The moisture content of wood is measured as the relationship between the moisture content in kilograms (kg) and the amount of dry material in kg. With this explanation, the amount of moisture is defined as the ratio between the weight of water in the wet wood and the weight of the dried wood after drying.

You can see the formula for calculating moisture content in the picture below:

M.C. = Wood moisture content (percentage)
Wm = Weight of wet wood
WOD = Weight of dried wood

Wood Hygrometer

The method of measuring wood moisture using the electric hygrometer, which has spread among carpenters and experts in the wood industry, has become popular due to the high speed of obtaining wood moisture.

Advantages of electric hygrometer:

  • Quickly measures wood moisture
  • Measurement does not require special expertise
  • The device is light and portable
  • Low cost

Relation of wood moisture with the environment

Wood is a “hygroscopic” substance and is quite sensitive to moisture in liquid and vapor states; This means that when a piece of dry wood is placed in a humid environment, it absorbs moisture, and if a wet wood is placed in a dry environment, it loses its moisture. When the wood moisture eventually adapts fully to the ambient conditions, the wood is said to have reached its equilibrium moisture content (EMC).

Moisture Content of Wood for Woodworking

What are Acceptable Moisture Levels in wood for woodworking? Before we see what the acceptable moisture content of wood for woodworking should be, we must first get acquainted with the relative humidity.

Relative Humidity (RH)

Humidity is the concentration of water vapor present in the air. The relative humidity (RH) of an air-water mixture is defined as the ratio of the partial pressure of water vapor in the mixture to the equilibrium vapor pressure of water over a flat surface of pure water at a given temperature.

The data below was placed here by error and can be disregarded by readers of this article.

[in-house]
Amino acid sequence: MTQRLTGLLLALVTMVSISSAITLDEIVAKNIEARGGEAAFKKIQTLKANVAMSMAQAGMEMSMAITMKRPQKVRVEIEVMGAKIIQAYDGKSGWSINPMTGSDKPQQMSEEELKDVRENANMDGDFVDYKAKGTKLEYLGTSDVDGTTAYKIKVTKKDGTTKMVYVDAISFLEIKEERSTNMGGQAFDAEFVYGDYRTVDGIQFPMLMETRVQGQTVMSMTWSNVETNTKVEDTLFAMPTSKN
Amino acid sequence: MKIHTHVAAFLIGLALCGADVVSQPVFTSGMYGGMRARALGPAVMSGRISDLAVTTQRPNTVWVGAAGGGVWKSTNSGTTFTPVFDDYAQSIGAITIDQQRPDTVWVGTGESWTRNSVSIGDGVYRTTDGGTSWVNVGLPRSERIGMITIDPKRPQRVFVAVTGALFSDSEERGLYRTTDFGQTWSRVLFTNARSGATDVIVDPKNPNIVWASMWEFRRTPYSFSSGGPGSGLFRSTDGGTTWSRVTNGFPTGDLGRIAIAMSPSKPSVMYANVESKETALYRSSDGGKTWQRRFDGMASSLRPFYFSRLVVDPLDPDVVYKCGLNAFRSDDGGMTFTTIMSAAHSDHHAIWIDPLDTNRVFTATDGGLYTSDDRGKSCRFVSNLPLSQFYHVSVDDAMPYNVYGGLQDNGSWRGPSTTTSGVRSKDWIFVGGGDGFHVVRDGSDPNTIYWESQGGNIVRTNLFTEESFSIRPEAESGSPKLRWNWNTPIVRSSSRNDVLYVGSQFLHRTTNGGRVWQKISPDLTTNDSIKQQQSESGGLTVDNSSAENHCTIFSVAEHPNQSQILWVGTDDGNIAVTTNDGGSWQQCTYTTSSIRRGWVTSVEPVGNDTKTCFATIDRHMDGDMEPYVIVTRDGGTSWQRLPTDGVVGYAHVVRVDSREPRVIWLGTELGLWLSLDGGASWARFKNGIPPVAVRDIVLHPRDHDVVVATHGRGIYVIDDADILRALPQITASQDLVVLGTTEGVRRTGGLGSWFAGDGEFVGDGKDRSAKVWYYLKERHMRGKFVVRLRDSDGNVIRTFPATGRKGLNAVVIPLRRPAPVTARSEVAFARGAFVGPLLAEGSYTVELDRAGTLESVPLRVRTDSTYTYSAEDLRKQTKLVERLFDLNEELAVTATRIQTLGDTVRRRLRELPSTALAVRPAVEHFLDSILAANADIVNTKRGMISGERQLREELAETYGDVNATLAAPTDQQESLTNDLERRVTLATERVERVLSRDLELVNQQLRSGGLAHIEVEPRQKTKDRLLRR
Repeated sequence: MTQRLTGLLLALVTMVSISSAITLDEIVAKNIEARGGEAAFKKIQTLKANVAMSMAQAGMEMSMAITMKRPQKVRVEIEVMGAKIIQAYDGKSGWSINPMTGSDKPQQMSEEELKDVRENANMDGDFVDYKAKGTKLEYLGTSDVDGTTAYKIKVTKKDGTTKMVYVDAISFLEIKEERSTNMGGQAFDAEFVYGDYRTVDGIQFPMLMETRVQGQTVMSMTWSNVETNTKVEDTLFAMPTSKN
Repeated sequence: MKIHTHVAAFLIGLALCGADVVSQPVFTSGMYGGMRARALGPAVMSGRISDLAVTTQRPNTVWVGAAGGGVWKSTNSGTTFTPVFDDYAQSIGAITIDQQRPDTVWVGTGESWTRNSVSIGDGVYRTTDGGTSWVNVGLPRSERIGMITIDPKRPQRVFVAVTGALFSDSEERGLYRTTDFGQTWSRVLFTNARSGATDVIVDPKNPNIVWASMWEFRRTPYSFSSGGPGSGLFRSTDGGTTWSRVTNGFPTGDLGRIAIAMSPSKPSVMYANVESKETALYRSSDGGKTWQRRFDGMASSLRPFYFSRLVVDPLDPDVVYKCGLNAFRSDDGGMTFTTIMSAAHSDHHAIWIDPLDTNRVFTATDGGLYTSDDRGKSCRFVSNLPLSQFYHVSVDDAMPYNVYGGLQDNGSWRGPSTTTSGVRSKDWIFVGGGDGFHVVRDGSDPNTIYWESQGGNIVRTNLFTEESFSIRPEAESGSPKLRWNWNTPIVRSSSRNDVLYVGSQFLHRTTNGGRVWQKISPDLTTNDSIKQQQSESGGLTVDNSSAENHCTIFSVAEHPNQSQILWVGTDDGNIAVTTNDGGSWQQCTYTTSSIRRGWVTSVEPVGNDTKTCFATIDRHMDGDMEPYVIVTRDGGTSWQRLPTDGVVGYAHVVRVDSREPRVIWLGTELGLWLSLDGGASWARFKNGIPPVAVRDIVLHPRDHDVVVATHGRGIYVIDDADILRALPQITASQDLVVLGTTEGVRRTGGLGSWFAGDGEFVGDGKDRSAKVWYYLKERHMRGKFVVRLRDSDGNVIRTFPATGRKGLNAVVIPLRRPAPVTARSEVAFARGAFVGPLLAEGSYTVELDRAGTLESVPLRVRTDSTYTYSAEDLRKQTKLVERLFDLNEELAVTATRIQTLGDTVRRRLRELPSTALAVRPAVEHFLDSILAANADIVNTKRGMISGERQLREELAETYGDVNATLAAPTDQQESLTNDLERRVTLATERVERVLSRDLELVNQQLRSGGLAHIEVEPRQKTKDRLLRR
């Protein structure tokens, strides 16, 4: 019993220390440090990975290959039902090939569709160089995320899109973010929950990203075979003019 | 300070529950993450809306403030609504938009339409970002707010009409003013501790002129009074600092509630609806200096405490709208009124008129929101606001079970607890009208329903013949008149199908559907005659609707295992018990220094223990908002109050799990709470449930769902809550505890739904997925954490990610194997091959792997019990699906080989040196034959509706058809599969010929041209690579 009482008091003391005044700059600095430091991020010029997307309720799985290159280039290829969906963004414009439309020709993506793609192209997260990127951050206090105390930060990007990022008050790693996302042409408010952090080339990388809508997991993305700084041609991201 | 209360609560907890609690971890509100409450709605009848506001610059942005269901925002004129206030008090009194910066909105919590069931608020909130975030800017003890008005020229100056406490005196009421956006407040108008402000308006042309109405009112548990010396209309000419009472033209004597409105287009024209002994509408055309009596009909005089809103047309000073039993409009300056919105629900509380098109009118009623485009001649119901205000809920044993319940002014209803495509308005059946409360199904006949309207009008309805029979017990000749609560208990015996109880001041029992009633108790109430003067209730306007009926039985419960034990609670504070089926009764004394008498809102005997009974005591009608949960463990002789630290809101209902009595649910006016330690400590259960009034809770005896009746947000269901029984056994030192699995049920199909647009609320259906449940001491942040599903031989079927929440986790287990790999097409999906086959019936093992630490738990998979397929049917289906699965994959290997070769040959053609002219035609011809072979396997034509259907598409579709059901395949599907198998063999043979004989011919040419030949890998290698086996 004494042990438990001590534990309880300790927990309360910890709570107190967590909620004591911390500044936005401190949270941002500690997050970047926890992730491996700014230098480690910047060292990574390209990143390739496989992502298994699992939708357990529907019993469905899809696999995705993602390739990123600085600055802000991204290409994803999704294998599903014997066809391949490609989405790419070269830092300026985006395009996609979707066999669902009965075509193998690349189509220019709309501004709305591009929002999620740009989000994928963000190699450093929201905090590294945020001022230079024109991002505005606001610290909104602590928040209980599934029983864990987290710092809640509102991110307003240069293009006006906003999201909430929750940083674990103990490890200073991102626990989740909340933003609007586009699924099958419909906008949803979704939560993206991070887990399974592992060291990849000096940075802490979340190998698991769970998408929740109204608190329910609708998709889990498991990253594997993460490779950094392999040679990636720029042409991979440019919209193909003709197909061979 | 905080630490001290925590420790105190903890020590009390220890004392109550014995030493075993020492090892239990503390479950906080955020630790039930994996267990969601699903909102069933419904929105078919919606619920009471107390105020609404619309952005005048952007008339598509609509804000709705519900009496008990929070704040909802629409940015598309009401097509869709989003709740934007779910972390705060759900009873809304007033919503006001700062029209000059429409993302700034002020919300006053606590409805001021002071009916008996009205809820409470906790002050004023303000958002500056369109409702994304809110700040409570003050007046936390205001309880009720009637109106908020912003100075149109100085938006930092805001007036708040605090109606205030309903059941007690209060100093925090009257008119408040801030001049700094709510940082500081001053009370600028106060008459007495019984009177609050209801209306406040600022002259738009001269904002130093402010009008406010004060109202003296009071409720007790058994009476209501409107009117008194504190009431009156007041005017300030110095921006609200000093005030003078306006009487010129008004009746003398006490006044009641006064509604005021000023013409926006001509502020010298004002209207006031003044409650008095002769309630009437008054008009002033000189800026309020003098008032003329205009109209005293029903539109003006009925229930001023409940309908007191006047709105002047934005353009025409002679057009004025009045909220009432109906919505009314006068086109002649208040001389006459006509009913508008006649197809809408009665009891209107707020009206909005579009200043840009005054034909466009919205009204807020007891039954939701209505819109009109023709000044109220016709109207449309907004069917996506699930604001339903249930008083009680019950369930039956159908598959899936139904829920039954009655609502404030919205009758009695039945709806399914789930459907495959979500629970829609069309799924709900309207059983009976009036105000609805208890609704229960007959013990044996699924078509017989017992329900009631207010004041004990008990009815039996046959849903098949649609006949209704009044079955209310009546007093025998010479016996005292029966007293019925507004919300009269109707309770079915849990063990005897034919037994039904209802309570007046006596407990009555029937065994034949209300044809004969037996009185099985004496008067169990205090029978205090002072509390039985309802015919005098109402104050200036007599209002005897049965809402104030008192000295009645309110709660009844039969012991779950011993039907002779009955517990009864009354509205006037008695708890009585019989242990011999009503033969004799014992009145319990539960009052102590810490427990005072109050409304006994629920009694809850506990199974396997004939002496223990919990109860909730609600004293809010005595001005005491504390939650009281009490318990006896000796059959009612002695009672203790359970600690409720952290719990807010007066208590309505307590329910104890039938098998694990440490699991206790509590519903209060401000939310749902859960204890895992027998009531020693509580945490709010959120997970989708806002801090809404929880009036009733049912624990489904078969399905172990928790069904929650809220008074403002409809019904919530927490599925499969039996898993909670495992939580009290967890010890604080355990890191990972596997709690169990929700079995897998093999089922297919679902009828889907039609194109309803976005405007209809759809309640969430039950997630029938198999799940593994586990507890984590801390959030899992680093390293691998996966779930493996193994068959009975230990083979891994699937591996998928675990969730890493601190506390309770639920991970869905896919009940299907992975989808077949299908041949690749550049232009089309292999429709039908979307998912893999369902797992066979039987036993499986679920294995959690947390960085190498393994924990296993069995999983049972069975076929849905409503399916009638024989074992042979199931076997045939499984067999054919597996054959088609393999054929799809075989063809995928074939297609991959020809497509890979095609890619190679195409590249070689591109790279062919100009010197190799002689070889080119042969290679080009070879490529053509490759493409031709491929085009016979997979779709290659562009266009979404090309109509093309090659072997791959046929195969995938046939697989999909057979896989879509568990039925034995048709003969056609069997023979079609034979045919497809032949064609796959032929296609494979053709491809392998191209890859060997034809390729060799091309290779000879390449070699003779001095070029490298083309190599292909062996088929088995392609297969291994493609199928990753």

Let’s ignore these scientific definitions! We all feel the humidity of air in humid climates and also recognize the dry air.

What are Acceptable Moisture Levels in Wood for Woodworking?

Wood is hygroscopic, so the acceptable moisture content in wood for woodworking depends on two factors:

  • The wood’s final usage.
  • The average RH of the environment where the wood will be used.

So there is no general answer to this question. But based on common guidelines or recommendations, the acceptable moisture levels for wood for some woodworking projects are as follows:

  • Wooden objects used indoors: 6-8%
  • Wooden flooring: 6-9%
  • Construction (Outdoor projects): 9-14%

Why is Wood Moisture Content so Important?

Since almost all physical, mechanical, and technological properties of wood are strongly dependent on its moisture content, its study is very important. Also, understanding the adsorption behavior and loss of wood moisture can be of great use in wood drying. In addition, this issue guides us in determining the amount of wood material in forest stands.

1- Correlation with Specific Gravity in Wood

Specific gravity indicates the amount of actual wood substance present in a unit volume of wood. Changing the moisture content directly changes the specific gravity of the wood. In this regard, the specific gravity of wood is always mentioned with its moisture content. The specific gravity of 12% moisture is called the normal specific gravity of wood. By knowing the percentage of moisture and specific gravity of wood in a forest mass, we can estimate the dry weight in that forest mass. The importance of this is well understood in paper mills that consider the dry weight of wood.

2- Correlation with Changing the Dimensions of Wood

These two properties are directly related to each other and always increasing the dimensions of wood is the result of increasing its moisture and vice versa. But at more than FSP, which varies from 25% to 50% for different species and habitats, the dimensions of the wood remain the same.

3- Correlation with Electrical and Thermal Properties of Wood

The electrical conductivity of wood increases with increasing moisture, but its electrical resistance decreases. Increasing the thermal conductivity of wood depends directly on the amount of moisture.

4- Correlation with mechanical quality

Changes in wood moisture directly change the resistance of wood to different forces. This is so important in wood mechanics that a certain coefficient is assigned to it. In addition, the results of all mechanical tests of wood, according to international standards must be provided at the moisture of 12%.

As the moisture increases, the strength of the wood decreases. Therefore, in wood consumption, its moisture is usually reduced to less than 20% by wood drying methods.

Write A Comment

Pin It